They say there is no job more rewarding than being a parent, but a large group of Far South Coast parents gathered on Thursday morning to talk about those times when having a child can seem far too hard.
One might think that having a newborn by your side (or on you) virtually every minute of the day and night would lead to to craving alone time. But while new mothers might feel extremely connected to their newborn, they often feel extremely disconnected from everyone else.
Because of this the Far South Coast Maternity Advisory Group hosted an R U OK? Day event in Pambula, which was an opportunity for parents and their young ones to come together to learn more and talk openly about mental health issues that can affect new parents.
With antenatal and postnatal depression so common – one in seven women and one in 10 men experience postnatal depression and one in 10 women and one in 20 men experience depression in the antenatal period – it's more important than ever to ask new or expectant parents how they're doing.
Event organiser Therese Smith said she organised the day as a way for local mother’s to get a greater understanding of the mental health issues that people around them could be battling, such as post natal depression.
“I wanted to bring mums and carers together, to try to make sure we have the resources and connections to deal with the times when being a mum can be so tough, isolating and frustrating,” Ms Smith said.
“It is wonderful and rewarding in a way I never thought possible until I had kids, but as many who have been through it and are at a later stage of this journey than me, tell me, it is the hardest job you will ever have.”
Ms Smith emphasised the need for mothers to band together and support each other, especially if they notice someone struggling.
“These days, women don’t necessarily have the same support networks as in previous generations,” Ms Smith told the large crowd.
“We live further away from our female relatives, we work a lot more and we have a social media responsibility to have a perfect looking life when it can be anything but.”
Ms Smith explained the struggles she faced as a new mum with her mother and sister living interstate.
“It wasn’t until I had kids, quite late in life relatively speaking, that I realised how much I needed my mum and my sister and missed them, so I have had to make some good friends here, to get me through those tougher times when you just need to chat to someone face to face.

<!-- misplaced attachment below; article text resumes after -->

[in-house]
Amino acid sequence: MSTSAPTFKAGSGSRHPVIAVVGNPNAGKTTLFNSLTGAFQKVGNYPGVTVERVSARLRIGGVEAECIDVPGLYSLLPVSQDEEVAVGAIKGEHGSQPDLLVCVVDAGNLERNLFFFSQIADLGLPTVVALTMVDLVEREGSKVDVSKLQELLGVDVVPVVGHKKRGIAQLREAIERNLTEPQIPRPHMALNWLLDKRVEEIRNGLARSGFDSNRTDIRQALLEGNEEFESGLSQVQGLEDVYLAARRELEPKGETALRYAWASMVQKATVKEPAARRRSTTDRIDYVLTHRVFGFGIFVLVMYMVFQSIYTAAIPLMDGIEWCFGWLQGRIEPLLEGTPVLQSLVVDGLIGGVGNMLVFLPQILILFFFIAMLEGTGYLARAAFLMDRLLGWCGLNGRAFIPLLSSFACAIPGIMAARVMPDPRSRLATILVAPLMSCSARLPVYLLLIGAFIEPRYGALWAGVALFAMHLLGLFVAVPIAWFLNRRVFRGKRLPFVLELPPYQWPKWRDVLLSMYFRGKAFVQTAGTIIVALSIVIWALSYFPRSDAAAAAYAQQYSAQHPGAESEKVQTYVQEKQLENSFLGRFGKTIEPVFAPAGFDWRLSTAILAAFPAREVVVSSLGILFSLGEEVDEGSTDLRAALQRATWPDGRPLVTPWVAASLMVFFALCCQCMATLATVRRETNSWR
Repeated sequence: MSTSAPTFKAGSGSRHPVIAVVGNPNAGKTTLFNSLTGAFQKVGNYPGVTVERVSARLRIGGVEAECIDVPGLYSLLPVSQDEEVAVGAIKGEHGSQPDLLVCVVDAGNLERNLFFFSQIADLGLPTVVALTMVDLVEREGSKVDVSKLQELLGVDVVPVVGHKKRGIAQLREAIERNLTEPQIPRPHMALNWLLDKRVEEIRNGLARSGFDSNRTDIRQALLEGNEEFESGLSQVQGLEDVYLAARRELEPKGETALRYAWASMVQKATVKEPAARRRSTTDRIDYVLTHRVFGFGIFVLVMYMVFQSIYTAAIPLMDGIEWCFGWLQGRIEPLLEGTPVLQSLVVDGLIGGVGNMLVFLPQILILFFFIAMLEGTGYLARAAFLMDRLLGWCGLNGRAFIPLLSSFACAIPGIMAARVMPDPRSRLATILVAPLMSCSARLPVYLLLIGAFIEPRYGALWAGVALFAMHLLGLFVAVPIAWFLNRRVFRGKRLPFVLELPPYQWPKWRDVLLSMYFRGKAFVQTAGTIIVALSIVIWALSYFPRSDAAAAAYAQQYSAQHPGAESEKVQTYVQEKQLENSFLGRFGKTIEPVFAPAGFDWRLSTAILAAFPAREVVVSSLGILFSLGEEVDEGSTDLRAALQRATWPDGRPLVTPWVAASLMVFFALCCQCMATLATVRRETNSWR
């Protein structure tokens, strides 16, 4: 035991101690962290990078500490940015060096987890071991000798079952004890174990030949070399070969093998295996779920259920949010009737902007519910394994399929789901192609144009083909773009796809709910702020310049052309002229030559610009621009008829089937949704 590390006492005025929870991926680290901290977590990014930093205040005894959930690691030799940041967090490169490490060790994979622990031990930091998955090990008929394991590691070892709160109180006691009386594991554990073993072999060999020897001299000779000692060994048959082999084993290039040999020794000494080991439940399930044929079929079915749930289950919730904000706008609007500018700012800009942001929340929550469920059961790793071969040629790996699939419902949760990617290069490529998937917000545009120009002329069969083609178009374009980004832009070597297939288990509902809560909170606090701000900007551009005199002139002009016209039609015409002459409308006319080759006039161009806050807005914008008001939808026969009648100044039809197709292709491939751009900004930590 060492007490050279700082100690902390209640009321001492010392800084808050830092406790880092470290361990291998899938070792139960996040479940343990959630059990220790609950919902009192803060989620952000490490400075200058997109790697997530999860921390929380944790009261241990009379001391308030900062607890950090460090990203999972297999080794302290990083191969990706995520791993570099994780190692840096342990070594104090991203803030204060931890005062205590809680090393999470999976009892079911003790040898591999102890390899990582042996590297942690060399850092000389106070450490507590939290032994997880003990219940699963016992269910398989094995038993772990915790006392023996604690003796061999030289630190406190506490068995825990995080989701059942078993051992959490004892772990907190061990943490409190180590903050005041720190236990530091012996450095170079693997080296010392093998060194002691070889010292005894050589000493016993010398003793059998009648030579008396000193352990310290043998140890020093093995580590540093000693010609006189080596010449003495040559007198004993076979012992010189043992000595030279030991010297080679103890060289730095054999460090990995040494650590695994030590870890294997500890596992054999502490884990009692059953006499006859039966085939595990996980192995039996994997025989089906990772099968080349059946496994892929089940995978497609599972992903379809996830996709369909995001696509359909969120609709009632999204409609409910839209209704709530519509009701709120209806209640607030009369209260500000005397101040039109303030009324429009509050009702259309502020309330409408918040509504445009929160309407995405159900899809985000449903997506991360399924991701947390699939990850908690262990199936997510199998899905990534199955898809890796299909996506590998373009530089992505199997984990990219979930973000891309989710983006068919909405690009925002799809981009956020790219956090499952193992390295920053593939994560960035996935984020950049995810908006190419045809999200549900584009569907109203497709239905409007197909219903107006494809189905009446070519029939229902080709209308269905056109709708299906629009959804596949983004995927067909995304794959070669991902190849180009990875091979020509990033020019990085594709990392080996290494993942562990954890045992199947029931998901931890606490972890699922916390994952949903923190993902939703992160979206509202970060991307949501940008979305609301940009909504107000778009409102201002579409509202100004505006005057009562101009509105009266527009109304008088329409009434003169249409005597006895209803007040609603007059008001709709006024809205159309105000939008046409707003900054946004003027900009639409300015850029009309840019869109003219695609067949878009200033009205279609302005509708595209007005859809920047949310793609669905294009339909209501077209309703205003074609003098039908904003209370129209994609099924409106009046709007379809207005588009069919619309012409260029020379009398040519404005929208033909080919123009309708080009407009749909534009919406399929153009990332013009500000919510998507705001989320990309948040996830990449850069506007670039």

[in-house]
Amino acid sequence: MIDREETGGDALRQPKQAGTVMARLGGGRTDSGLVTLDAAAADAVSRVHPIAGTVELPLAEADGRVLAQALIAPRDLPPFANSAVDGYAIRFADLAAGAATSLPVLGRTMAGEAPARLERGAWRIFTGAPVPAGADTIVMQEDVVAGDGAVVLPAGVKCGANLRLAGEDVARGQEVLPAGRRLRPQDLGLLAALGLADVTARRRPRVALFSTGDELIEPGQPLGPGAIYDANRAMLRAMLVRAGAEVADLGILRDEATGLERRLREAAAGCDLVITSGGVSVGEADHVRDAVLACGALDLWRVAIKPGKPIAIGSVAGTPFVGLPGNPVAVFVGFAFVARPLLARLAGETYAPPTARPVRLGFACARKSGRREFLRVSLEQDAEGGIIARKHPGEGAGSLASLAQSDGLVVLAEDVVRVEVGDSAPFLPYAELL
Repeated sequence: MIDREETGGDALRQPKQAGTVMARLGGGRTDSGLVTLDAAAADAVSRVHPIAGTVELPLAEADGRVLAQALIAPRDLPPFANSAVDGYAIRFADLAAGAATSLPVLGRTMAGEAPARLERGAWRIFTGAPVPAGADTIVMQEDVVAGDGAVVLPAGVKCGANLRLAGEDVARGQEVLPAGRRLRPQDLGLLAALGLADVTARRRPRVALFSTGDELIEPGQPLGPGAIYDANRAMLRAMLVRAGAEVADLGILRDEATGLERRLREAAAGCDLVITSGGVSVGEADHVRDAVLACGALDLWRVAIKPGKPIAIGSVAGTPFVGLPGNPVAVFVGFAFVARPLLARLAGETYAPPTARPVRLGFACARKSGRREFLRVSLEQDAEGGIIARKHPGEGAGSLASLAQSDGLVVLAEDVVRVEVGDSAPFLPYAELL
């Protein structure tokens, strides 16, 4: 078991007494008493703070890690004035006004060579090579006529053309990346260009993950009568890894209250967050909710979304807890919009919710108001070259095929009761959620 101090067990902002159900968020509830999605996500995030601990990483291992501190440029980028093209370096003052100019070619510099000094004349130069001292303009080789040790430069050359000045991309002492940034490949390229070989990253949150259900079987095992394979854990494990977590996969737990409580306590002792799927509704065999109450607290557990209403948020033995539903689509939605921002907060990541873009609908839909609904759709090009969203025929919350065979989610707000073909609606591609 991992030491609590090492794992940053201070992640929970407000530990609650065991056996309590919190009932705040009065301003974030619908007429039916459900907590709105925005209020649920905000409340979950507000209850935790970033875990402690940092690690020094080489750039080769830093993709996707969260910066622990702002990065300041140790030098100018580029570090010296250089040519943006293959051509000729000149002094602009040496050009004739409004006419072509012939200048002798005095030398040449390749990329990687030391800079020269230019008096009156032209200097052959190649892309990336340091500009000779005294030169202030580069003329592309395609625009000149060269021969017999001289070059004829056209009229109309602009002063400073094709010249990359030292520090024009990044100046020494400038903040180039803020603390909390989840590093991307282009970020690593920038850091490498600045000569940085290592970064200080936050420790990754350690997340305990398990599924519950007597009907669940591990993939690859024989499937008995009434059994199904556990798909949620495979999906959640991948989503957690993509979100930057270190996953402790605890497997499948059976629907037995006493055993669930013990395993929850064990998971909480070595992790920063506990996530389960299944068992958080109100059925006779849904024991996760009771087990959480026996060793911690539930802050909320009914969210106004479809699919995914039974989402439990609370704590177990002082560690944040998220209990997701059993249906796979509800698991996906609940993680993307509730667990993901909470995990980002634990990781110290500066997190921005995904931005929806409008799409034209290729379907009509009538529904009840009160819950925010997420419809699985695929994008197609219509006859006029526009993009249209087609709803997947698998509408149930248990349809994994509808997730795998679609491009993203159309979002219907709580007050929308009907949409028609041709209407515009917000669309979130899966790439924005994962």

“That was hard too, as you have to put yourself out there, and hope you can find some like minded souls.”
A number of guest speakers spoke at the morning tea event including local general practitioner, Dr Jacqui Brown.
Dr Brown – whose nine week old baby was lying quietly in her pram – spoke about how depression doesn’t discriminate with her presentation titled, Beyonce R U Ok?
She said that even someone as rich and famous can experience adjustment disorder and depression and explained the treatment options.
Dr Brown also emphasised that taking antidepressant medication is nothing to be ashamed about and is also very safe even for women who are pregnant.
Dr Brown also spoke about how easy it is to brush off the question, R U OK?, by saying that you are fine.
“Instead I want every to ask your friends and family and even yourself, are you REALLY okay?”
Other speakers at the event include two Child Family Health Nurses, Shannon Thompson and Emma McGuinness.
“Depression rates in mothers are still extremely high and while children can seem like a burden for the women, having the children can act as a protection for mothers,” Ms McGuinness said.
She also state that because women prioritise their children and believe they need to be there to look after the kids, they are less likely to commit suicide than men also experiencing depression.
Social worker Brianna Armstead from the Child and Adolescent Mental Health Services also gave a presentation where she reassured the mothers.
“Nobody is perfect, and the good news is that nobody needs to be, you don’t need to get it right all of the time, all parents make mistakes.”
Ms Smith thanked the sponsons Woolworths Merimbula, Tranquil Beauty, Tarryn Lucas Fitness and Digital Age Lawyers South Coast for helping make the day possible.
For help or information contact Lifeline on 13 11 14, or beyondblue on 1300 224 636.